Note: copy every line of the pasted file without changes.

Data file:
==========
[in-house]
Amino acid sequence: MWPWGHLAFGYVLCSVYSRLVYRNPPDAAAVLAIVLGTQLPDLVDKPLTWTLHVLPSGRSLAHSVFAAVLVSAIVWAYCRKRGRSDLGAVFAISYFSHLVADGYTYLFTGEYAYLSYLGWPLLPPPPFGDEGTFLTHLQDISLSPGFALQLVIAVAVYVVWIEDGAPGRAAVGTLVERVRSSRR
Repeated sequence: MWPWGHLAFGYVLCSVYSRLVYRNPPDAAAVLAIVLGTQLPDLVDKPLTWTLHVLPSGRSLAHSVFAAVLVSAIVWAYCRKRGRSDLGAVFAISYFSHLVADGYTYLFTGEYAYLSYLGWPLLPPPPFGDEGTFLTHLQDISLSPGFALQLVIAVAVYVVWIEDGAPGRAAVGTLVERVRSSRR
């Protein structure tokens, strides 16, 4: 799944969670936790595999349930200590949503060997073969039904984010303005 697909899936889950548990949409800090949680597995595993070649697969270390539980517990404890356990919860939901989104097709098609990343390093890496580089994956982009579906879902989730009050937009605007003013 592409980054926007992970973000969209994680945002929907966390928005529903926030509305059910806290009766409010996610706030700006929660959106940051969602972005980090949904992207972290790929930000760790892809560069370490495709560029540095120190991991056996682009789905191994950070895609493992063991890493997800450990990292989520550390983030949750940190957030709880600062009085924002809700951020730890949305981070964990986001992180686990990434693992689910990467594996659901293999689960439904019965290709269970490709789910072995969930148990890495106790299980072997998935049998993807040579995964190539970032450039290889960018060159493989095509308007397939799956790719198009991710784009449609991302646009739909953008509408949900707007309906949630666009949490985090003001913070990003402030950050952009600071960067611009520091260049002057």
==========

[in-house]
Amino acid sequence: MWPWGHLAFGYVLCSVYSRLVYRNPPDAAAVLAIVLGTQLPDLVDKPLTWTLHVLPSGRSLAHSVFAAVLVSAIVWAYCRKRGRSDLGAVFAISYFSHLVADGYTYLFTGEYAYLSYLGWPLLPPPPFGDEGTFLTHLQDISLSPGFALQLVIAVAVYVVWIEDGAPGRAAVGTLVERVRSSRR
Repeated sequence: MWPWGHLAFGYVLCSVYSRLVYRNPPDAAAVLAIVLGTQLPDLVDKPLTWTLHVLPSGRSLAHSVFAAVLVSAIVWAYCRKRGRSDLGAVFAISYFSHLVADGYTYLFTGEYAYLSYLGWPLLPPPPFGDEGTFLTHLQDISLSPGFALQLVIAVAVYVVWIEDGAPGRAAVGTLVERVRSSRR
């Protein structure tokens, strides 16, 4: 799944969670936790595999349930200590949503060997073969039904984010303005 697909899936889950548990949409800090949680597995595993070649697969270390539980517990404890356990919860939901989104097709098609990343390093890496580089994956982009579906879902989730009050937009605007003013 592409980054926007992970973000969209994680945002929907966390928005529903926030509305059910806290009766409010996610706030700006929660959106940051969602972005980090949904992207972290790929930000760790892809560069370490495709560029540095120190991991056996682009789905191994950070895609493992063991890493997800450990990292989520550390983030949750940190957030709880600062009085924002809700951020730890949305981070964990986001992180686990990434693992689910990467594996659901293999689960439904019965290709269970490709789910072995969930148990890495106790299980072997998935049998993807040579995964190539970032450039290889960018060159493989095509308007397939799956790719198009991710784009449609991302646009739909953008509408949900707007309906949630666009949490985090003001913070990003402030950050952009600071960067611009520091260049002057």